What Are We Doing?
Opposing the hostile take-over of Liberty Apple Valley
APPLE VALLEY • A local water company has filed a request with the California Public Utilities Commission to raise its rates incrementally over the next three years.
If the move is approved by a CPUC administrative law judge, Apple Valley Ranchos Water Company would increase its rates 14.88 percent in 2015, then 8.48 percent in 2016 and 8.19 percent in 2017, according to a notice sent out by Apple Valley Ranchos.
The increase stems from a projected 14.59 percent decrease in water sales for 2015-17. Ranchos says revenue increases are necessary to recover operating costs and the cost of capital on its investment used to provide water service to more than 65,000 customers within its 50-square-mile service area.
After recently receiving a letter about the proposed increase, Councilman Scott Nassif said he’s concerned and will probably discuss the issue during Tuesday night’s council meeting.
Every three years, they propose an increase, which have been pretty substantial, Nassif said.
How come the other cities aren’t dealing with multiple increases?
In 2011, the CPUC ruled that Ranchos could raise its rates by 3.8 percent effective Jan. 1, 2012 after the company’s request for a three-year incremental rate increase stalled. The rate increase was given by the CPUC based on the cost of living increase.
The original increase requests were 20 percent beginning in 2012: 14.4 percent the first year, 2.3 percent in 2013 and 3.3 percent in 2014.
Scott Weldy, general manager of Apple Valley Ranchos, said the CPUC finally gave the water agency a rate increase of 14.7 percent in 2012, 1.18 percent in 2013 and 2.23 percent in 2014.
From 2007 to 2013 our customer consumption dropped just shy of 32 percent, Weldy said.
Can you imagine a business surviving if they took that kind of hit?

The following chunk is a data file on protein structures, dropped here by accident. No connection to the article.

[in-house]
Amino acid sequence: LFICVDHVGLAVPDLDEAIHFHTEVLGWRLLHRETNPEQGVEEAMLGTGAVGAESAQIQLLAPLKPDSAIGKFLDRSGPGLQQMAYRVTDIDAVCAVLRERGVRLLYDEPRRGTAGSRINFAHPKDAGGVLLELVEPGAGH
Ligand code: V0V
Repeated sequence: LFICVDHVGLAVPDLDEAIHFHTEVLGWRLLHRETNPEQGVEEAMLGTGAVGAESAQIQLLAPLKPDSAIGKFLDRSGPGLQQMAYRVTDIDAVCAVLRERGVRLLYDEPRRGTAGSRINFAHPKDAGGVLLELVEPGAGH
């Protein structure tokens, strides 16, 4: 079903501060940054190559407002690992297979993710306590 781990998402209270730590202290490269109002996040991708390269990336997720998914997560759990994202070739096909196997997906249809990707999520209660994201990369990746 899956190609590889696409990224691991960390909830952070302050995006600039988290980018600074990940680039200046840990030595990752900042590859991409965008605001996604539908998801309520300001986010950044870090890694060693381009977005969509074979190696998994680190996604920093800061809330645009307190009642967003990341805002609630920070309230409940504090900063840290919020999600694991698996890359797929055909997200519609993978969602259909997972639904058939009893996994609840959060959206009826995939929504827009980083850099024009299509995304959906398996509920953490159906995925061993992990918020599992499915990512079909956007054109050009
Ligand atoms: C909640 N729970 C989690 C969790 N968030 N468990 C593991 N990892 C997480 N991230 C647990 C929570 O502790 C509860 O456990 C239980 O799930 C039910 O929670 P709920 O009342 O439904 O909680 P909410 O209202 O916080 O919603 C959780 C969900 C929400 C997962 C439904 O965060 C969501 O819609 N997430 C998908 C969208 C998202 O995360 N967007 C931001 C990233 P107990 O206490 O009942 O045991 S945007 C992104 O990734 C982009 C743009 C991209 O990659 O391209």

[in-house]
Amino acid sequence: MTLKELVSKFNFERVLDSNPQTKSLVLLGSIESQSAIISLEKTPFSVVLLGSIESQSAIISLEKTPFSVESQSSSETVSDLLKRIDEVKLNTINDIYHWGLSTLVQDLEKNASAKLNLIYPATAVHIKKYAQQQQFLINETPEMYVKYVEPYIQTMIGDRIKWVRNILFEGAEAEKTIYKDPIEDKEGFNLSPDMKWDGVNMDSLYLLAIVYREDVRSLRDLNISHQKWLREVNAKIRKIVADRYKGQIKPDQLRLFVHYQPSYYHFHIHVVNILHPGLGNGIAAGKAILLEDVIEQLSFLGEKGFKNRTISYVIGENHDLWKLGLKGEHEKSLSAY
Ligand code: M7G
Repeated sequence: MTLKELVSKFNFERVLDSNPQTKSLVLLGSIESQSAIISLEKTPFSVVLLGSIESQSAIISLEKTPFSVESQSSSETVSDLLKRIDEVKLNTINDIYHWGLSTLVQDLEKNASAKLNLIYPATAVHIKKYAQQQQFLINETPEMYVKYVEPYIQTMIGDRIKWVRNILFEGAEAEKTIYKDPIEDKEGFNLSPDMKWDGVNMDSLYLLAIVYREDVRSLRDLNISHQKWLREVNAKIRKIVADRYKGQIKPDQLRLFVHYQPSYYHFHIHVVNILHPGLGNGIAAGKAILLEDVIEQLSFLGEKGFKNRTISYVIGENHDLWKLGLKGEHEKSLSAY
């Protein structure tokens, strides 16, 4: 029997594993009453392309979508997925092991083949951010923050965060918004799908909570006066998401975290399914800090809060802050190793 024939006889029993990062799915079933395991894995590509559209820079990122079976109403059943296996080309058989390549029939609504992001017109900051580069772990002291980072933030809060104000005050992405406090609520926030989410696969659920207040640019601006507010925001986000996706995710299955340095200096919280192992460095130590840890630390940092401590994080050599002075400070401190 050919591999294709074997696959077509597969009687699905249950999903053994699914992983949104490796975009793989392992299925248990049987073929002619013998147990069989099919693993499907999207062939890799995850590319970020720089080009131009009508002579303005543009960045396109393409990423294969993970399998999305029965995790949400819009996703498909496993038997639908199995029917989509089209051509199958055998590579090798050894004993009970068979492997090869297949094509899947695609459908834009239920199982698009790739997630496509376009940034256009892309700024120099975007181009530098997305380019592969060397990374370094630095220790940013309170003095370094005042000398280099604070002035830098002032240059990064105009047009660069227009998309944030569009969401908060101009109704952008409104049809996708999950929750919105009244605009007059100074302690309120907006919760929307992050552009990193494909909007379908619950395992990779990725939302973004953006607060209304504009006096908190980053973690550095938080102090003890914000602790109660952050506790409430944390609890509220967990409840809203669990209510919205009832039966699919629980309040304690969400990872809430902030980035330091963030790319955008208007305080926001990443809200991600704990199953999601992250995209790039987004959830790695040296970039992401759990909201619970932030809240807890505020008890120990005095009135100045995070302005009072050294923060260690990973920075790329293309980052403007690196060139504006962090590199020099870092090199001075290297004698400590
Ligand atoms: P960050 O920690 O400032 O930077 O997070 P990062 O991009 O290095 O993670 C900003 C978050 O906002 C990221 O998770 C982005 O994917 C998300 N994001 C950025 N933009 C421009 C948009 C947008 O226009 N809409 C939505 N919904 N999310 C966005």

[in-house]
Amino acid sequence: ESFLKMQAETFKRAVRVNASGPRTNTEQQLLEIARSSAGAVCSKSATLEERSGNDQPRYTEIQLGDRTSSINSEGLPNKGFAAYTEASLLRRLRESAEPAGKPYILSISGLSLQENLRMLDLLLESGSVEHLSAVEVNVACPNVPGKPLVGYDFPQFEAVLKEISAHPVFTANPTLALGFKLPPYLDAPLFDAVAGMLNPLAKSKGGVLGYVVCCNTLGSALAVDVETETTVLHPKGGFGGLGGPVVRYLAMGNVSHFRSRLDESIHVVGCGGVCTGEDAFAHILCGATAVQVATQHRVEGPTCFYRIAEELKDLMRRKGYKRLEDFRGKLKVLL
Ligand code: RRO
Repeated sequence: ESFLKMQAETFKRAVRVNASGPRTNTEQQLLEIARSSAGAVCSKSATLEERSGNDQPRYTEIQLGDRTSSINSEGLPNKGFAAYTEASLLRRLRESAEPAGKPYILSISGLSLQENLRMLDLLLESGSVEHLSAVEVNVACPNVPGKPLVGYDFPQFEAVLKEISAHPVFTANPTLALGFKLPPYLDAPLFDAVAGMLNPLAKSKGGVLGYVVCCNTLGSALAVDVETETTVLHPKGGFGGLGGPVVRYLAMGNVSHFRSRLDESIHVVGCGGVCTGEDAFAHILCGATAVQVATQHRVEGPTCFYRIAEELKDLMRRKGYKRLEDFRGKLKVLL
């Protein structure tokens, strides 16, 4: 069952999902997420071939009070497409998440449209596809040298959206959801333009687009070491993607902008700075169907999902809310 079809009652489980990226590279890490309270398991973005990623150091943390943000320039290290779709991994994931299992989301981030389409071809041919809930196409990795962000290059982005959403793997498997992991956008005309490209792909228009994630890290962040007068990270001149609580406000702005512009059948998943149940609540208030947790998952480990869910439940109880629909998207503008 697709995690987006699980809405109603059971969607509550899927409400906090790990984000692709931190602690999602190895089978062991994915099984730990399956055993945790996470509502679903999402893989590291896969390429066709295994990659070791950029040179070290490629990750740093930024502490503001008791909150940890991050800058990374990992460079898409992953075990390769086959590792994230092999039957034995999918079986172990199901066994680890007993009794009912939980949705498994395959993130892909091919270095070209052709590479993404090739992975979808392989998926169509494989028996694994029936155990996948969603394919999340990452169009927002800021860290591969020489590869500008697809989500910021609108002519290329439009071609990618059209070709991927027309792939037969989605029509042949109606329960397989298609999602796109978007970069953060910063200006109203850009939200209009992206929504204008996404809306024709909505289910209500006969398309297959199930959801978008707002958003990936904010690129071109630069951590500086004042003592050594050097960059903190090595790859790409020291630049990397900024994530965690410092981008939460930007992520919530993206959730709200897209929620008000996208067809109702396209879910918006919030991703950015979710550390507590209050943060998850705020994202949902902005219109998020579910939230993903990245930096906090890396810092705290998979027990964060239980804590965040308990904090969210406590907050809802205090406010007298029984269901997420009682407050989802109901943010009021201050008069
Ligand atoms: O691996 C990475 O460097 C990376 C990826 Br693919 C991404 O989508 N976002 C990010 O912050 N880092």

Weldy said effective conservation of water has contributed to the company’s drop in residential revenue, which helps pay for improvements to the water system.
As Ranchos continues to encourage water conservation to its customers, the mailed notice said Ranchos must continue to pay the fixed costs of operating the water system, regardless of the amount of water sales. Ranchos says a rate increase would allow it to improve its water infrastructure.
Over the next four years, we need to focus on some $40 million in improvements, which includes main replacement and improvements, and water storage in northern Apple Valley near the airport, Weldy said.
Apple Valley Councilwoman Barb Stanton said she’s not happy about the constant wave of proposed rate increases by AVR.
It’s an almost 30 percent increase over the next three years, which is a totally unacceptable situation for our town, Stanton said.
We must control our destiny, but how can we when we’re being held captive by a private company?
Stanton said increased water rates will have potential residents, developers and business owners looking for greener pastures, which are watered by more affordable water.
There is a point when you are chasing people out of town, and we are getting close to that, Nassif said.
I don’t have an answer, but this is not healthy for the people of Apple Valley.
After receiving his rate notice, Norm Parker, 72, said he’s not bothered by the proposed increase.
I’ve seen prices go up with food, gas, medicine, health care and even haircuts — but everybody needs water, Parker said as he walked his dog near Lions Park on Friday.
I’m more concerned about the cost of fuel going up. It’s been too low for too long.
Town spokeswoman Kathie Martin said Ranchos has scheduled a public information meeting at 6 p.m. April 2 at the Town Conference Center.
The rate increase application will be reviewed by he CPUC formal administrative law process. The CPUC may schedule formal public evidentiary hearings where the formal parties are subject to cross-examination before a judge.
Those wishing to comment on, or informally protest, the rate increase application can contact the CPUC public adviser’s office.
Written public comments can be emailed to [email protected], or sent by mail to Public Adviser’s Office 505 Van Ness Avenue, Room 2103, San Francisco, CA 94102. Call can be made to the PAO at 866-849-8390 or at 415-703-2074.
Information and exhibits on the proposed rate increase are available for review at the Ranchos office at 21760 Ottawa Road. Please call the agency for more information at 760-247-6484.
Source: Rene Ray De La Cruz, Daily Press